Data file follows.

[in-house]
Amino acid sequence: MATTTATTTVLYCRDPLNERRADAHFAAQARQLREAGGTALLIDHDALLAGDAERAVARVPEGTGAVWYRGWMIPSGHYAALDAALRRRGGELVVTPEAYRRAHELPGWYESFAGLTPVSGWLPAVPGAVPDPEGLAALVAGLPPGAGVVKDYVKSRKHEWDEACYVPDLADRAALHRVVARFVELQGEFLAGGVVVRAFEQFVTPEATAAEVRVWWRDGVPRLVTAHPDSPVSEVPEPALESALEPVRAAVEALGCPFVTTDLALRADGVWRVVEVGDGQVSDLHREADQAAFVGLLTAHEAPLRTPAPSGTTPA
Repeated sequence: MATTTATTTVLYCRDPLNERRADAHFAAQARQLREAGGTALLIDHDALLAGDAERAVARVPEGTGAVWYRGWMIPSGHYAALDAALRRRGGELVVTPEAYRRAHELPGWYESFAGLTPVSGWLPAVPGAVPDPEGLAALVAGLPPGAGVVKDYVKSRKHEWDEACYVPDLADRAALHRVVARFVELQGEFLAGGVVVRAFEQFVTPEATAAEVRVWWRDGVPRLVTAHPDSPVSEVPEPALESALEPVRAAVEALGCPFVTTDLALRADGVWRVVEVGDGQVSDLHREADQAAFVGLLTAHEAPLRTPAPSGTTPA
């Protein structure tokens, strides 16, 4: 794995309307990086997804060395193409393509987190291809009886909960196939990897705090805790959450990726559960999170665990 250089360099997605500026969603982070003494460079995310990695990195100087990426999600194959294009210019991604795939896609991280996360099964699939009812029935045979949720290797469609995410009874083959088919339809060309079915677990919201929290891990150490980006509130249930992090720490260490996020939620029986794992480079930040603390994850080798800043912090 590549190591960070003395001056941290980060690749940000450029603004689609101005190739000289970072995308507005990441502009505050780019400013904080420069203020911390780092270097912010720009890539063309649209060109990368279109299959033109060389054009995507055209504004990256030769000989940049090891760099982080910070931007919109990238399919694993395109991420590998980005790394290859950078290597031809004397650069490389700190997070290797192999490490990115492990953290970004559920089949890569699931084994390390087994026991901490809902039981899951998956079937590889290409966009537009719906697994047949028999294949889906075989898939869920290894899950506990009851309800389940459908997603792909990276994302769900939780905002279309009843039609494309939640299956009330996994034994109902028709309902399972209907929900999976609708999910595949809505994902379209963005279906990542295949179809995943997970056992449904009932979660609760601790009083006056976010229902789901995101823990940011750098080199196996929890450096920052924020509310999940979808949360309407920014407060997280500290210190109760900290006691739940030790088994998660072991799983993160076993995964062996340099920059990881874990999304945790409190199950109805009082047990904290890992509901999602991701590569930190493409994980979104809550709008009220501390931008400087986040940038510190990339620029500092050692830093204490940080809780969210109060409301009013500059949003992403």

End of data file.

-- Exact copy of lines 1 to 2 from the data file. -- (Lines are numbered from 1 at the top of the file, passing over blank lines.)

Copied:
[in-house]
Amino acid sequence: MATTTATTTVLYCRDPLNERRADAHFAAQARQLREAGGTALLIDHDALLAGDAERAVARVPEGTGAVWYRGWMIPSGHYAALDAALRRRGGELVVTPEAYRRAHELPGWYESFAGLTPVSGWLPAVPGAVPDPEGLAALVAGLPPGAGVVKDYVKSRKHEWDEACYVPDLADRAALHRVVARFVELQGEFLAGGVVVRAFEQFVTPEATAAEVRVWWRDGVPRLVTAHPDSPVSEVPEPALESALEPVRAAVEALGCPFVTTDLALRADGVWRVVEVGDGQVSDLHREADQAAFVGLLTAHEAPLRTPAPSGTTPA